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Discussion Starter · #1 ·
Guys i just want to know who is useing power plates and what kind of diff did you notice after you installed it?If any.Still not convinced,It just seems like there is so much restriction in the design? :confused:
 

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aka: mOtOrHeAd MiKe
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I like mine. Can't offer back to back numbers as it was on the engine before I even started it. yup

But, I am sure that it has saved my ass and my headgaskets on a number of occasions... like when I ran out of propane at 20psi! eek!

It is well worth a try. :D
 

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If you believe there is a restriction in the design, put a boost gauge below the plate and one above the plate. The restriction will cause the gauge below the plate to read less boost than the one above it.

All the eyeball engineers have claimed it is a restriction, but, if you will do the suggested test, you will read the same boost.

Then the same eyeball engineers decided track results, dyno tests, flow tests, and pressure drop tests don't mean anything and only egts on all six cylinders really meant anything. So Dave Bamford who is a tsm guy did all six cylinders and posted the results which showed that it does an excellent job of balancing egts.

Dave, by the way, ran 9.9s at bowling green with one in place. So did Jason Cramer who developed it.

The science has been proven in five different ways as well as back to back runs in front of thousands of people.

The boards are full of discussion on the subject. Still, people look at it and say it is a restriction without any form of measurement or proof.

Most run faster with it, some have reported no performance improvement but smoother running. As it evens out air distribution to all cylinders, I suspect that those that run on the rich side never see the improvement that it may afford with regard to additional power.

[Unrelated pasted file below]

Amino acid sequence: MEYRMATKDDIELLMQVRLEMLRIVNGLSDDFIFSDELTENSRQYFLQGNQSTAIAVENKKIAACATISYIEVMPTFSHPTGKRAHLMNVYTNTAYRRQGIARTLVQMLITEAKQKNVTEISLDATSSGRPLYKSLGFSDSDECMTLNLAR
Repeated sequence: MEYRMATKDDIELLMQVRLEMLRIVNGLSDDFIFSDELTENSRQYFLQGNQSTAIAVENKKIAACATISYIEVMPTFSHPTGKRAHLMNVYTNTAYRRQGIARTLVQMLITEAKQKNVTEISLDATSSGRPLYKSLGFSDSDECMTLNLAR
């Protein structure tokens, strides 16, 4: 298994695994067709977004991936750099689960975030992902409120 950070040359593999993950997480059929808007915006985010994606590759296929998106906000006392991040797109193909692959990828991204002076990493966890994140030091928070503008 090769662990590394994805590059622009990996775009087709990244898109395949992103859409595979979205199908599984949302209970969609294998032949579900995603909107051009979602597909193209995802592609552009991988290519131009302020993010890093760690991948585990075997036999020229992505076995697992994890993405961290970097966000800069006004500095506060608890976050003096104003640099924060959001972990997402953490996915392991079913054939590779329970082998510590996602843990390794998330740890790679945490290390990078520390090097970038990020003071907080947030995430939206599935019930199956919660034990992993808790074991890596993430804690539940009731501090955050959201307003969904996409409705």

Others may have a worn cam, dirty injector, etc. that limits performance.

It seems to work as advertised for 80% of us, but, we may simply be the 80% that did not start out believing it is a restriction. :)
 

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Discussion Starter · #4 ·
Hey Mike how are you?Mike what power plate did you go with?
 

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So easy cavemen can do it
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i would have blown a headgasket a LONG time ago if it wasn't for the rjc powerplate...boost is not affected trust me...i am running 25 psi on my te-44 turbo with not a problem...had it up to 27 psi one time...no knock (dual nozzle alky system)

this plate works and it's WELL worth 60 bucks...sure beats paying a grand for a motor overhaul for all the stuff you break if you detonate!
 

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aka: mOtOrHeAd MiKe
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humberto:
Hey Mike how are you?Mike what power plate did you go with?